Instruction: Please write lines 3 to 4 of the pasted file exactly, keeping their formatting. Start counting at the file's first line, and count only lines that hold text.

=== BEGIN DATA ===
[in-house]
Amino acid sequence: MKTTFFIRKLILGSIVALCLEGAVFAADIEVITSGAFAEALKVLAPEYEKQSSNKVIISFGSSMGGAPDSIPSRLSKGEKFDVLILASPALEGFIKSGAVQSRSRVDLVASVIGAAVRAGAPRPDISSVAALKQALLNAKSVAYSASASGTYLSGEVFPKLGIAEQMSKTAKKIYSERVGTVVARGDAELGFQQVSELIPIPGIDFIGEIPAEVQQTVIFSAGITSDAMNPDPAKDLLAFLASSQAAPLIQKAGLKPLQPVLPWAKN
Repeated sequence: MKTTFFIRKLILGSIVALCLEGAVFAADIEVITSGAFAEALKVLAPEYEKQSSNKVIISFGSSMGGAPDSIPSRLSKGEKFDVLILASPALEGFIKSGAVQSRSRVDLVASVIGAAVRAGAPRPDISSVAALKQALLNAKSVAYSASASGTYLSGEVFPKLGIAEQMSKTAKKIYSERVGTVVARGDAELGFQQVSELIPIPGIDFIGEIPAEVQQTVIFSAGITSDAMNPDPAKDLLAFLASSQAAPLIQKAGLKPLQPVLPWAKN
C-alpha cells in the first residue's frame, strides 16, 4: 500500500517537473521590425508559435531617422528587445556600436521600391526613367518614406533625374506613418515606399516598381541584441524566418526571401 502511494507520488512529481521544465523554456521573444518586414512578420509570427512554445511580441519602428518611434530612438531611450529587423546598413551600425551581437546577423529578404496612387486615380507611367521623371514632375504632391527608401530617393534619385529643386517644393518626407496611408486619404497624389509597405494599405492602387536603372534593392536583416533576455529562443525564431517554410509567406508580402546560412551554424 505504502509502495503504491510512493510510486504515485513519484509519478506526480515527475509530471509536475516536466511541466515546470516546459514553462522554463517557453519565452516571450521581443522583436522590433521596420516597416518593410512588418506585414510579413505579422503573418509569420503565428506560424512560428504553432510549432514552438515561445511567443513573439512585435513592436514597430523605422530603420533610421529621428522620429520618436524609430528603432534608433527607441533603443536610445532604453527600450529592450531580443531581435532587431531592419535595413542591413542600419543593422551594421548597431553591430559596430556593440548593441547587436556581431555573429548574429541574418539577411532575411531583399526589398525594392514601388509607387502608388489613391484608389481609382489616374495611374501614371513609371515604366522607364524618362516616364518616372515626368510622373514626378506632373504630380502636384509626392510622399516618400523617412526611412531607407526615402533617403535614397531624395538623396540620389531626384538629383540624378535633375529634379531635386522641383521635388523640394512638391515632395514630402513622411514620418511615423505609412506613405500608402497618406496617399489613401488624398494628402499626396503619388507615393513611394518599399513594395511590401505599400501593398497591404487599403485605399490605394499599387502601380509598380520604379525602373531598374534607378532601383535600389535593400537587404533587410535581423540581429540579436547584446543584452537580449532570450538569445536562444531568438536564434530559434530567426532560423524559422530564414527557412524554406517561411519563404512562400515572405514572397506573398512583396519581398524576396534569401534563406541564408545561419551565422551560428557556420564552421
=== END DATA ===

Repeated sequence: MKTTFFIRKLILGSIVALCLEGAVFAADIEVITSGAFAEALKVLAPEYEKQSSNKVIISFGSSMGGAPDSIPSRLSKGEKFDVLILASPALEGFIKSGAVQSRSRVDLVASVIGAAVRAGAPRPDISSVAALKQALLNAKSVAYSASASGTYLSGEVFPKLGIAEQMSKTAKKIYSERVGTVVARGDAELGFQQVSELIPIPGIDFIGEIPAEVQQTVIFSAGITSDAMNPDPAKDLLAFLASSQAAPLIQKAGLKPLQPVLPWAKN
C-alpha cells in the first residue's frame, strides 16, 4: 500500500517537473521590425508559435531617422528587445556600436521600391526613367518614406533625374506613418515606399516598381541584441524566418526571401 502511494507520488512529481521544465523554456521573444518586414512578420509570427512554445511580441519602428518611434530612438531611450529587423546598413551600425551581437546577423529578404496612387486615380507611367521623371514632375504632391527608401530617393534619385529643386517644393518626407496611408486619404497624389509597405494599405492602387536603372534593392536583416533576455529562443525564431517554410509567406508580402546560412551554424 505504502509502495503504491510512493510510486504515485513519484509519478506526480515527475509530471509536475516536466511541466515546470516546459514553462522554463517557453519565452516571450521581443522583436522590433521596420516597416518593410512588418506585414510579413505579422503573418509569420503565428506560424512560428504553432510549432514552438515561445511567443513573439512585435513592436514597430523605422530603420533610421529621428522620429520618436524609430528603432534608433527607441533603443536610445532604453527600450529592450531580443531581435532587431531592419535595413542591413542600419543593422551594421548597431553591430559596430556593440548593441547587436556581431555573429548574429541574418539577411532575411531583399526589398525594392514601388509607387502608388489613391484608389481609382489616374495611374501614371513609371515604366522607364524618362516616364518616372515626368510622373514626378506632373504630380502636384509626392510622399516618400523617412526611412531607407526615402533617403535614397531624395538623396540620389531626384538629383540624378535633375529634379531635386522641383521635388523640394512638391515632395514630402513622411514620418511615423505609412506613405500608402497618406496617399489613401488624398494628402499626396503619388507615393513611394518599399513594395511590401505599400501593398497591404487599403485605399490605394499599387502601380509598380520604379525602373531598374534607378532601383535600389535593400537587404533587410535581423540581429540579436547584446543584452537580449532570450538569445536562444531568438536564434530559434530567426532560423524559422530564414527557412524554406517561411519563404512562400515572405514572397506573398512583396519581398524576396534569401534563406541564408545561419551565422551560428557556420564552421